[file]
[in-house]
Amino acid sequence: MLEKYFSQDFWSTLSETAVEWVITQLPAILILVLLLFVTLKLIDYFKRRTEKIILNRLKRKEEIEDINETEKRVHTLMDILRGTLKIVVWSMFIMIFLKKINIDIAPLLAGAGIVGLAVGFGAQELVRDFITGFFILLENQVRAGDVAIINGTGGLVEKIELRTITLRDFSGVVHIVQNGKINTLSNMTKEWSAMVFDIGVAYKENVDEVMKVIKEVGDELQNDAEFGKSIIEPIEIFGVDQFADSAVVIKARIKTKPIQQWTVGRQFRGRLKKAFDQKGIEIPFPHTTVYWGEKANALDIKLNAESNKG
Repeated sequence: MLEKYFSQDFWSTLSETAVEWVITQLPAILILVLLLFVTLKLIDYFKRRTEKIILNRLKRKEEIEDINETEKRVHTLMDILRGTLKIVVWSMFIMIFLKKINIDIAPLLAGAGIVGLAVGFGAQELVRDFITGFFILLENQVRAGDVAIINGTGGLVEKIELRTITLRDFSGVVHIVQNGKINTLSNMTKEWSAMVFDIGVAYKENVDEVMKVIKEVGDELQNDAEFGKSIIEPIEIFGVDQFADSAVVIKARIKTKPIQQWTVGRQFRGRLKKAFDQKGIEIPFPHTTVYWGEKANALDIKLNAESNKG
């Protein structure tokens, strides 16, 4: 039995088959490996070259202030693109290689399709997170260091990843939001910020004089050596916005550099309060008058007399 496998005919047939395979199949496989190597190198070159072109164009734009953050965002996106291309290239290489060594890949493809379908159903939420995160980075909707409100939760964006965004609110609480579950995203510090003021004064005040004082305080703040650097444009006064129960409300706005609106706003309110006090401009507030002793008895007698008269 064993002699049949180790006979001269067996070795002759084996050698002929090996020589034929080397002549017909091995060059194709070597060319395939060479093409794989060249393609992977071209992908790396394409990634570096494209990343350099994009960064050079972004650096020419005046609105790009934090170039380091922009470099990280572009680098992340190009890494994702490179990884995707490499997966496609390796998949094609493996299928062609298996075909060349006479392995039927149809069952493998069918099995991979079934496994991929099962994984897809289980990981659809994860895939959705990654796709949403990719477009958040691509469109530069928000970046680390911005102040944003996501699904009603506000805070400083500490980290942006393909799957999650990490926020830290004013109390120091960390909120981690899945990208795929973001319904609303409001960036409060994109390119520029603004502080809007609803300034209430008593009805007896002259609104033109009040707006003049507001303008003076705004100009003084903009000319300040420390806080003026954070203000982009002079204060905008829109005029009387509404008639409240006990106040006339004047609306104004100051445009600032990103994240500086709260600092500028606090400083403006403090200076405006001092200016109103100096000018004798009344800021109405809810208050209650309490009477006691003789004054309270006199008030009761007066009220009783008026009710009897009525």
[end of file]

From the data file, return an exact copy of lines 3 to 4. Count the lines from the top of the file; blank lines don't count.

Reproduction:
Repeated sequence: MLEKYFSQDFWSTLSETAVEWVITQLPAILILVLLLFVTLKLIDYFKRRTEKIILNRLKRKEEIEDINETEKRVHTLMDILRGTLKIVVWSMFIMIFLKKINIDIAPLLAGAGIVGLAVGFGAQELVRDFITGFFILLENQVRAGDVAIINGTGGLVEKIELRTITLRDFSGVVHIVQNGKINTLSNMTKEWSAMVFDIGVAYKENVDEVMKVIKEVGDELQNDAEFGKSIIEPIEIFGVDQFADSAVVIKARIKTKPIQQWTVGRQFRGRLKKAFDQKGIEIPFPHTTVYWGEKANALDIKLNAESNKG
């Protein structure tokens, strides 16, 4: 039995088959490996070259202030693109290689399709997170260091990843939001910020004089050596916005550099309060008058007399 496998005919047939395979199949496989190597190198070159072109164009734009953050965002996106291309290239290489060594890949493809379908159903939420995160980075909707409100939760964006965004609110609480579950995203510090003021004064005040004082305080703040650097444009006064129960409300706005609106706003309110006090401009507030002793008895007698008269 064993002699049949180790006979001269067996070795002759084996050698002929090996020589034929080397002549017909091995060059194709070597060319395939060479093409794989060249393609992977071209992908790396394409990634570096494209990343350099994009960064050079972004650096020419005046609105790009934090170039380091922009470099990280572009680098992340190009890494994702490179990884995707490499997966496609390796998949094609493996299928062609298996075909060349006479392995039927149809069952493998069918099995991979079934496994991929099962994984897809289980990981659809994860895939959705990654796709949403990719477009958040691509469109530069928000970046680390911005102040944003996501699904009603506000805070400083500490980290942006393909799957999650990490926020830290004013109390120091960390909120981690899945990208795929973001319904609303409001960036409060994109390119520029603004502080809007609803300034209430008593009805007896002259609104033109009040707006003049507001303008003076705004100009003084903009000319300040420390806080003026954070203000982009002079204060905008829109005029009387509404008639409240006990106040006339004047609306104004100051445009600032990103994240500086709260600092500028606090400083403006403090200076405006001092200016109103100096000018004798009344800021109405809810208050209650309490009477006691003789004054309270006199008030009761007066009220009783008026009710009897009525």